... while having to constantly remind myself that Game 2 is Saturday, not Friday. Feels like it should be tonight, doesn't it?
1. The Bruins' first line of Nathan Horton, David Krejci and Milan Lucic features the top three scorers in the postseason, with 21 goals, 57 points, and a combined plus/minus of 51. Tyler Seguin leads the Bruins in postseason shots (62). He has one goal (1). That's a shooting percentage of 1.61290322580645 (not good).
2. Seguin seemed to get a little jump from playing on the first line after Horton's injury. But even if he suddenly finds some semblance of touch – he has a career 10.5 percent shooting percentage – it will be pretty close to devastating if "day to day" Horton misses more than a game. The Bruins can't afford further attrition, and for all of his talent, there are no indications that Seguin can replace him.
3. Biggest revelation to me from Game 1? That Corey Crawford is legit. I suppose there was ample statistical evidence of that -- he entered the Stanley Cup Final with a 1.74 goals-against average in the postseason -- but Tuukka Rask was so steady and sensational against the Penguins that it was impossible for a Bruins watcher to see him as anything but a significant advantage over just about any counterpart. Crawford was great and lucky in Game 1, stopping 51 shots, including 29 in the three overtimes. Rask was great and unlucky. But both are playing the position exceptionally well.
4. I'll admit to holding Crawford's pedigree, or lack thereof, against him. He's been a starter for three seasons. He was terrific this year, but last season, he did not crack the top 20 in save percentage or goals-against average. He never put up take-notice numbers during his five seasons in the AHL ...
... but the lesson that a goalie can gradually yet significantly improve over several seasons is one Bruins fans should already know well.
5. Dan Shaughnessy asked the question in his column this morning: will the Bruins' triple-overtime loss in Game 1 have the same deflating effect that Petr Klima's 3-OT winner in the opener of the 1990 Cup Final had then? Those Bruins, you may remember, went on to get swept by the Oilers. I say there's no chance. Those Oilers, led by 124-point scorer Mark Messier, were a force of nature, winning their fifth Cup in seven seasons. This series matches up two freakishly similar teams. Right now, I expect it to be a seven-game series, with roughly 42 total periods of hockey.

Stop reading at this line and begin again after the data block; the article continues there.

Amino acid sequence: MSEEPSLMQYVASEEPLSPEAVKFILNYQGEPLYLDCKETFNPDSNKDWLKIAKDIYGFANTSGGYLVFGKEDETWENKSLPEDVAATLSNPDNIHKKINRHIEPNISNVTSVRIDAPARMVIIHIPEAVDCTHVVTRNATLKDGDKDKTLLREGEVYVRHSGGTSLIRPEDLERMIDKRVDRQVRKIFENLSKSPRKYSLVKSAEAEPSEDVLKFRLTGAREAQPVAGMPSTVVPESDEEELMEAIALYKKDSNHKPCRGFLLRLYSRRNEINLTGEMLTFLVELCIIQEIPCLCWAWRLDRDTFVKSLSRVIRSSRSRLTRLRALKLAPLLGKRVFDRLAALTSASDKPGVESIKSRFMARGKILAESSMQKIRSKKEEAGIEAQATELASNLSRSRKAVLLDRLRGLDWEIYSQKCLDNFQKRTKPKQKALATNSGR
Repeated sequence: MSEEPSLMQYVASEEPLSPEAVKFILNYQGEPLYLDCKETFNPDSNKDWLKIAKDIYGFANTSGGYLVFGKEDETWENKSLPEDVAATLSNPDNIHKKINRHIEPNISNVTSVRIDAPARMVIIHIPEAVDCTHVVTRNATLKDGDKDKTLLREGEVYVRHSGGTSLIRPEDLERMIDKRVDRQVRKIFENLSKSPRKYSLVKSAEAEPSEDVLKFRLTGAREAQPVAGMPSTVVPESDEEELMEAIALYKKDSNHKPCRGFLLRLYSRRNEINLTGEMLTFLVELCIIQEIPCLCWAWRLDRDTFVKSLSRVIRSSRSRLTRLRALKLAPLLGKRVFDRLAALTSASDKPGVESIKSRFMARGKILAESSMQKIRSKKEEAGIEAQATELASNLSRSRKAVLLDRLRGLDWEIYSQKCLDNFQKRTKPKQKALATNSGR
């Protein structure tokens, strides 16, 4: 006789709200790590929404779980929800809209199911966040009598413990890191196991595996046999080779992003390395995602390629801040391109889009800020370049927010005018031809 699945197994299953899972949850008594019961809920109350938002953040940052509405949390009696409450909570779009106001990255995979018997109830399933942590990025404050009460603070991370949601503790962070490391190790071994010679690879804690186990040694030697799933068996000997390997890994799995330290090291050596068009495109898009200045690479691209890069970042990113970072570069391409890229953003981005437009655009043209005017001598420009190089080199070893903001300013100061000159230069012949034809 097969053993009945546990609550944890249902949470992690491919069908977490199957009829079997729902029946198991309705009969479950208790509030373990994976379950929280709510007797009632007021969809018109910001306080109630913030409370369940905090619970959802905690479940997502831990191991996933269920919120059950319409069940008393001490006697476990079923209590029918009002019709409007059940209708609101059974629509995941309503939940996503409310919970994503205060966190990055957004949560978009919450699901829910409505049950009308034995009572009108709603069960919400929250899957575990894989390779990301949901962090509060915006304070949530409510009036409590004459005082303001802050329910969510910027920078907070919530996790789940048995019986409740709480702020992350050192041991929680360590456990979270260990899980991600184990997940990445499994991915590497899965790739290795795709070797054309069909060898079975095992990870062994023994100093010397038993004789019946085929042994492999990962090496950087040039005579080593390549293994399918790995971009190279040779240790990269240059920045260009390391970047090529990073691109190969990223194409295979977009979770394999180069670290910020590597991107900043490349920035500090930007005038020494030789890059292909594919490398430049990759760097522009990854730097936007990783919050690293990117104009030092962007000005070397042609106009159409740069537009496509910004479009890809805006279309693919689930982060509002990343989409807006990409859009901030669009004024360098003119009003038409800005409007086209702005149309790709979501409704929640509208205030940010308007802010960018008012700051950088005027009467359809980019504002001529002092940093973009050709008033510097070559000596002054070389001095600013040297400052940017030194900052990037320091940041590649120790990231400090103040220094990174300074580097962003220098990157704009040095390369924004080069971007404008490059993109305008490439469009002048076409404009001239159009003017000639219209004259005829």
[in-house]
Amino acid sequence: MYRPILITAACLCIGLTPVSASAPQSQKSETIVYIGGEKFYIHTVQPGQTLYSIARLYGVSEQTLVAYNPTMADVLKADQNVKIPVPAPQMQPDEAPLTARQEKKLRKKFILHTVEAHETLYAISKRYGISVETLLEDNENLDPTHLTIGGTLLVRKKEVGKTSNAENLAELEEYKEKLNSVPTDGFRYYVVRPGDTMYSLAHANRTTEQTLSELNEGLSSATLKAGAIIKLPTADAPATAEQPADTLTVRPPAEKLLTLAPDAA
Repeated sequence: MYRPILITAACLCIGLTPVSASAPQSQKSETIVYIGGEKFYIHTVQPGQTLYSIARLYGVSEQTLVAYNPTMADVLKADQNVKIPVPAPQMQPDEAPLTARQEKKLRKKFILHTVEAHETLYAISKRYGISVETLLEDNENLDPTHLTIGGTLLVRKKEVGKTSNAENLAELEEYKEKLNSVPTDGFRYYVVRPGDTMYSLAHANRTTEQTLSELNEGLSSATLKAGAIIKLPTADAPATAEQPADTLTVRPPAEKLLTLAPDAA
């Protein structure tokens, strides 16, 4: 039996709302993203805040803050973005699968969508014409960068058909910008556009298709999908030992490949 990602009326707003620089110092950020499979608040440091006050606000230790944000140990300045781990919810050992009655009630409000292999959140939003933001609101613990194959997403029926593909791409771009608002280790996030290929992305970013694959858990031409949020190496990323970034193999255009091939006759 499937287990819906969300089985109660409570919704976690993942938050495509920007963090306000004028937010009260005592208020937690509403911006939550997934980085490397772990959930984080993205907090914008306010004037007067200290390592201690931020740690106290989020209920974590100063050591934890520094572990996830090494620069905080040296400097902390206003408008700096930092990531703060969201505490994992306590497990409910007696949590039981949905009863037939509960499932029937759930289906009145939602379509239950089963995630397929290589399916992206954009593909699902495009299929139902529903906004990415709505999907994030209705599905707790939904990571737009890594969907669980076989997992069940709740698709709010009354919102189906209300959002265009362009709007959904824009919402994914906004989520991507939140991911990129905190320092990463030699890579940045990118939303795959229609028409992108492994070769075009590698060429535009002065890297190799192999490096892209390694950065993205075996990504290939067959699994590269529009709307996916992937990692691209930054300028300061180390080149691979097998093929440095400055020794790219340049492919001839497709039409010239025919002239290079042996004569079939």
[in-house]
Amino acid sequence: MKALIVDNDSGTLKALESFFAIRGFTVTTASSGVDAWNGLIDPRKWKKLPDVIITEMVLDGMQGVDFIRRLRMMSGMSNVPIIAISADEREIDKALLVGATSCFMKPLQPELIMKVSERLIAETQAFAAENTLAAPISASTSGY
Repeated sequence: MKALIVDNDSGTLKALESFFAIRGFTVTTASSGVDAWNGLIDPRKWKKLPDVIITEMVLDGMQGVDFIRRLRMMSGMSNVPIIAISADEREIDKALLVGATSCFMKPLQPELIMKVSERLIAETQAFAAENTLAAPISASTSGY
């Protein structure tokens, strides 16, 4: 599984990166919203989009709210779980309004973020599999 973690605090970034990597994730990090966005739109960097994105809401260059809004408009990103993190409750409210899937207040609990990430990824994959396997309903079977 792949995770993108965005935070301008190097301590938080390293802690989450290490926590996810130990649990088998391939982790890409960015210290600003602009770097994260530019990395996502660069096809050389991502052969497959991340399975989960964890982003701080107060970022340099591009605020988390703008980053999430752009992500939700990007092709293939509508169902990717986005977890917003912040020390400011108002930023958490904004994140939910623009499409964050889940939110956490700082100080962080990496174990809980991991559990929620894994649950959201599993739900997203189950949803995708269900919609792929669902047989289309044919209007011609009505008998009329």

6. Seriously, hockeyphiles: where has Seguin's finishing touch gone? Is it mental? And is it me, or does he add unnecessary degrees of difficulty to the majority of his scoring chances?
7. Finally caught a replay of NBC's broadcast of Game 1. Mike Emrick, whose default status is greatness during any game and circumstance, actually seemed to get better on the call the deeper the game went into the night. The man is 66 years old, and he remains the hockey broadcaster equivalent of 1970-71 Bobby Orr. Amazing.
8.The Michael Jordan statue outside the United Center is sharp, and there's no doubt it ranks among the top photo-ops for Chicago tourists. But it's not the coolest artistic homage outside the building. The Stan Mikita and Bobby Hull statues are mesmerizing.
9. I've got no issue with the Chicago Tribune "taking back'' the Bruins aspect of its thoughtful tribute to Boston after the Marathon bombings. The original gesture was genuine, and this is all in good fun.
10. The atmosphere at Blackhawks games is one of the most electric I've ever experienced in person, particularly the pregame presentation, when the crowd roars through the singing of the National Anthem. Don't scold – it's a respectful tradition.
11. But the perception that it's always been this way here, that Blackhawks fans are loyal through and through, just isn't accurate. There was time in the '90s when their games weren't broadcast on local television. Tony Amonte, who played here from 1993-94 to 2001-02, told me there were sections of the building that were completely empty at times. Darren Pang remembered the same.
12. Despite his brutal turnover for the Blackhawks' second goal in Game 1, I hope the Bruins don't bury Torey Krug. He handled the situation with remarkable poise, and there were flashes of his dynamic offensive skills at times in the opener. But if I had to bet, I suspect Matt Bartkowski gets a shot Saturday night.
13. In Game 1, Johnny Boychuck, Zdeno Chara, Dennis Seidenberg, and Andrew Ference combined for three hours and 37 seconds of ice time. All right, I guess that means the second day off between games is a good idea.
About Touching All The Bases
Irreverence and insight from Chad Finn, a Globe/Boston.com sports writer and media columnist. A winner of several national and regional writing awards, he is the founder and sole contributor to the TATB blog, which launched in December 2004. Yes, he realizes how lucky he is.